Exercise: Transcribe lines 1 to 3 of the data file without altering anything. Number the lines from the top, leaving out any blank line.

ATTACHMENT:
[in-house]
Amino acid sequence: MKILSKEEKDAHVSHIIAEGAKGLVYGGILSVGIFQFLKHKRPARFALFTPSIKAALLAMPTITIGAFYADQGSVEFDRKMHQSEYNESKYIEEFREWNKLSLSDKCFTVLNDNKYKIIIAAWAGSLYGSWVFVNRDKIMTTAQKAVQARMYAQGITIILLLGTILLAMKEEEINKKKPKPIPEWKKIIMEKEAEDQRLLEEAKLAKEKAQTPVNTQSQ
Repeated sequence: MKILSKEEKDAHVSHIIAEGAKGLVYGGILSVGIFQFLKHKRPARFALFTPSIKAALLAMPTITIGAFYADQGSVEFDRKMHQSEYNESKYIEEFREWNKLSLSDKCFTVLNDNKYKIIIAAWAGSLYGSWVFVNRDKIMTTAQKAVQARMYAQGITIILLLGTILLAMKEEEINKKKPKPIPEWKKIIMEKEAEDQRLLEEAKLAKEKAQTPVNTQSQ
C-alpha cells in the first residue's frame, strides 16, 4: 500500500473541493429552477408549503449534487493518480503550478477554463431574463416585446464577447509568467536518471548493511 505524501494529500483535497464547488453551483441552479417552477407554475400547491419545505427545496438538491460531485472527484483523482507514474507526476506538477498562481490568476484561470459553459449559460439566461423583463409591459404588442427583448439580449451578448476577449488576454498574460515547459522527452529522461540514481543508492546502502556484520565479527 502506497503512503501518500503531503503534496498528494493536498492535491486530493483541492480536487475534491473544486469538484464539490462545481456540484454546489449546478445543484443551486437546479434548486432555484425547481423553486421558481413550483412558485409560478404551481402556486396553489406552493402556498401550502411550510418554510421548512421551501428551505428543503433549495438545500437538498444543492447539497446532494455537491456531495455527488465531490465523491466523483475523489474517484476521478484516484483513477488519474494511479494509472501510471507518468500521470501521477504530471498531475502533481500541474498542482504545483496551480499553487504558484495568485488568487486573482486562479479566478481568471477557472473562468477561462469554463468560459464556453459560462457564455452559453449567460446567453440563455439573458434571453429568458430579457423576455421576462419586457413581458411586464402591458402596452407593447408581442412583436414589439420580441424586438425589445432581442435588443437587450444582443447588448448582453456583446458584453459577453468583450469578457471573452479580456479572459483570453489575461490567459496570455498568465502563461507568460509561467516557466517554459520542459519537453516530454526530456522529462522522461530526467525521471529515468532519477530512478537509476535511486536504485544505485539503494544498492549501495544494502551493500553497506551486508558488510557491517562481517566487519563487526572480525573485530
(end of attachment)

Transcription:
[in-house]
Amino acid sequence: MKILSKEEKDAHVSHIIAEGAKGLVYGGILSVGIFQFLKHKRPARFALFTPSIKAALLAMPTITIGAFYADQGSVEFDRKMHQSEYNESKYIEEFREWNKLSLSDKCFTVLNDNKYKIIIAAWAGSLYGSWVFVNRDKIMTTAQKAVQARMYAQGITIILLLGTILLAMKEEEINKKKPKPIPEWKKIIMEKEAEDQRLLEEAKLAKEKAQTPVNTQSQ
Repeated sequence: MKILSKEEKDAHVSHIIAEGAKGLVYGGILSVGIFQFLKHKRPARFALFTPSIKAALLAMPTITIGAFYADQGSVEFDRKMHQSEYNESKYIEEFREWNKLSLSDKCFTVLNDNKYKIIIAAWAGSLYGSWVFVNRDKIMTTAQKAVQARMYAQGITIILLLGTILLAMKEEEINKKKPKPIPEWKKIIMEKEAEDQRLLEEAKLAKEKAQTPVNTQSQ